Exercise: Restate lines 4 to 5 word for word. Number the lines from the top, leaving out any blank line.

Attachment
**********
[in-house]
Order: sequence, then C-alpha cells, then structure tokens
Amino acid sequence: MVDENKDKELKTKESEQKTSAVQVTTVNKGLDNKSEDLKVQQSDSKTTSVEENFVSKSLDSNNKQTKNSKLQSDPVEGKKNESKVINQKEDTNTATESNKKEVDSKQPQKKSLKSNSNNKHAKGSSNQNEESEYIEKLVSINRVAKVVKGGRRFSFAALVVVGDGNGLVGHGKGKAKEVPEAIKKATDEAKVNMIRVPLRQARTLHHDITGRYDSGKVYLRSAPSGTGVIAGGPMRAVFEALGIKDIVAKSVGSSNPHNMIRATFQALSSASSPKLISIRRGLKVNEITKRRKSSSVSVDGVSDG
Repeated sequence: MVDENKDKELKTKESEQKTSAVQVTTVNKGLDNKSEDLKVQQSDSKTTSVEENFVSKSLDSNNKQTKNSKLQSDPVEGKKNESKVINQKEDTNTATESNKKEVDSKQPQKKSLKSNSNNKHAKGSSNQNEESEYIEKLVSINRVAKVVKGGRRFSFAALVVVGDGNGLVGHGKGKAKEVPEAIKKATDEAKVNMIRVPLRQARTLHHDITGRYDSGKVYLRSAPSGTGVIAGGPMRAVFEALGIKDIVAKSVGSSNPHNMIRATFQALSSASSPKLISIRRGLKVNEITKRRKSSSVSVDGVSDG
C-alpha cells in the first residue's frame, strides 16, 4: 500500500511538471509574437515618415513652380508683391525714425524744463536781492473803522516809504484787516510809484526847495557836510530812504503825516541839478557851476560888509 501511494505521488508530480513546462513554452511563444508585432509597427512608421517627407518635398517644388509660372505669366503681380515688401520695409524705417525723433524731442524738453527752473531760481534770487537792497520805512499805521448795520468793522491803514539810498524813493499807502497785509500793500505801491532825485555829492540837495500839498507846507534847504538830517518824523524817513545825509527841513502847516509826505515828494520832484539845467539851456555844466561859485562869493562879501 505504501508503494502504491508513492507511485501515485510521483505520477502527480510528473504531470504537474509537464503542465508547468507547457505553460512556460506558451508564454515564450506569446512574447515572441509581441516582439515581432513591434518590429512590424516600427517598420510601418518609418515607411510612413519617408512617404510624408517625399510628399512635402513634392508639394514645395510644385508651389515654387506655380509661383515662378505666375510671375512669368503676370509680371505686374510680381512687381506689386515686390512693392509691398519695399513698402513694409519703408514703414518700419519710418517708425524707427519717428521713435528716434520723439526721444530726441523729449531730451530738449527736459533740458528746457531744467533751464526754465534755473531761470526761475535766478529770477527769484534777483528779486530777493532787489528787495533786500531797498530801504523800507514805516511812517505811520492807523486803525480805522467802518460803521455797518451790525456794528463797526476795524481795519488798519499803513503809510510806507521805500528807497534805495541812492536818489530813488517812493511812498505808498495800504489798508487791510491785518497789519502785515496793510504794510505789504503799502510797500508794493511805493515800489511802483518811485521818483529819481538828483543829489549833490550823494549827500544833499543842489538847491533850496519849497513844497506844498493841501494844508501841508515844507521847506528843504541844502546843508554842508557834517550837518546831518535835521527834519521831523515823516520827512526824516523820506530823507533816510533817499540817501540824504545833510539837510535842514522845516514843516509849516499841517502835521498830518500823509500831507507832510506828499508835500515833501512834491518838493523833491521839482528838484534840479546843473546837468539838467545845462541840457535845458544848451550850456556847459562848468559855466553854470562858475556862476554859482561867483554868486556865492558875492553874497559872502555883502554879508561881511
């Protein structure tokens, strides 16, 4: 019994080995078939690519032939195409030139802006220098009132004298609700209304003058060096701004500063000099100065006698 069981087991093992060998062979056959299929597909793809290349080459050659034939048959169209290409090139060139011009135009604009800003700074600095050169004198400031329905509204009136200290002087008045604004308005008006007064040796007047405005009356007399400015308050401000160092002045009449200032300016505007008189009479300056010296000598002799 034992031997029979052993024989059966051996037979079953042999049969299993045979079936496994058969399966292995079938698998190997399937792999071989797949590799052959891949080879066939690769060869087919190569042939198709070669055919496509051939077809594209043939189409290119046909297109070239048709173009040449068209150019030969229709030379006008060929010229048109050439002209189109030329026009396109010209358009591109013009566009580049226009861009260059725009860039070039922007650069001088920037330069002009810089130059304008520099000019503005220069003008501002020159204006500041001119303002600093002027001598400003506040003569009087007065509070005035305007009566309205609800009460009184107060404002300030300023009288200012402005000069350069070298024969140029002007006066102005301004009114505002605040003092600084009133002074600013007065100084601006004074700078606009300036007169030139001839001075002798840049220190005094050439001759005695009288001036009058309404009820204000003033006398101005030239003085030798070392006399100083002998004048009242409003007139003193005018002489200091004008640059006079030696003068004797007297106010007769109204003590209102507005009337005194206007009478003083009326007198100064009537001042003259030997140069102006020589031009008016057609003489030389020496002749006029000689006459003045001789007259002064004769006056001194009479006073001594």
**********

Repeated sequence: MVDENKDKELKTKESEQKTSAVQVTTVNKGLDNKSEDLKVQQSDSKTTSVEENFVSKSLDSNNKQTKNSKLQSDPVEGKKNESKVINQKEDTNTATESNKKEVDSKQPQKKSLKSNSNNKHAKGSSNQNEESEYIEKLVSINRVAKVVKGGRRFSFAALVVVGDGNGLVGHGKGKAKEVPEAIKKATDEAKVNMIRVPLRQARTLHHDITGRYDSGKVYLRSAPSGTGVIAGGPMRAVFEALGIKDIVAKSVGSSNPHNMIRATFQALSSASSPKLISIRRGLKVNEITKRRKSSSVSVDGVSDG
C-alpha cells in the first residue's frame, strides 16, 4: 500500500511538471509574437515618415513652380508683391525714425524744463536781492473803522516809504484787516510809484526847495557836510530812504503825516541839478557851476560888509 501511494505521488508530480513546462513554452511563444508585432509597427512608421517627407518635398517644388509660372505669366503681380515688401520695409524705417525723433524731442524738453527752473531760481534770487537792497520805512499805521448795520468793522491803514539810498524813493499807502497785509500793500505801491532825485555829492540837495500839498507846507534847504538830517518824523524817513545825509527841513502847516509826505515828494520832484539845467539851456555844466561859485562869493562879501 505504501508503494502504491508513492507511485501515485510521483505520477502527480510528473504531470504537474509537464503542465508547468507547457505553460512556460506558451508564454515564450506569446512574447515572441509581441516582439515581432513591434518590429512590424516600427517598420510601418518609418515607411510612413519617408512617404510624408517625399510628399512635402513634392508639394514645395510644385508651389515654387506655380509661383515662378505666375510671375512669368503676370509680371505686374510680381512687381506689386515686390512693392509691398519695399513698402513694409519703408514703414518700419519710418517708425524707427519717428521713435528716434520723439526721444530726441523729449531730451530738449527736459533740458528746457531744467533751464526754465534755473531761470526761475535766478529770477527769484534777483528779486530777493532787489528787495533786500531797498530801504523800507514805516511812517505811520492807523486803525480805522467802518460803521455797518451790525456794528463797526476795524481795519488798519499803513503809510510806507521805500528807497534805495541812492536818489530813488517812493511812498505808498495800504489798508487791510491785518497789519502785515496793510504794510505789504503799502510797500508794493511805493515800489511802483518811485521818483529819481538828483543829489549833490550823494549827500544833499543842489538847491533850496519849497513844497506844498493841501494844508501841508515844507521847506528843504541844502546843508554842508557834517550837518546831518535835521527834519521831523515823516520827512526824516523820506530823507533816510533817499540817501540824504545833510539837510535842514522845516514843516509849516499841517502835521498830518500823509500831507507832510506828499508835500515833501512834491518838493523833491521839482528838484534840479546843473546837468539838467545845462541840457535845458544848451550850456556847459562848468559855466553854470562858475556862476554859482561867483554868486556865492558875492553874497559872502555883502554879508561881511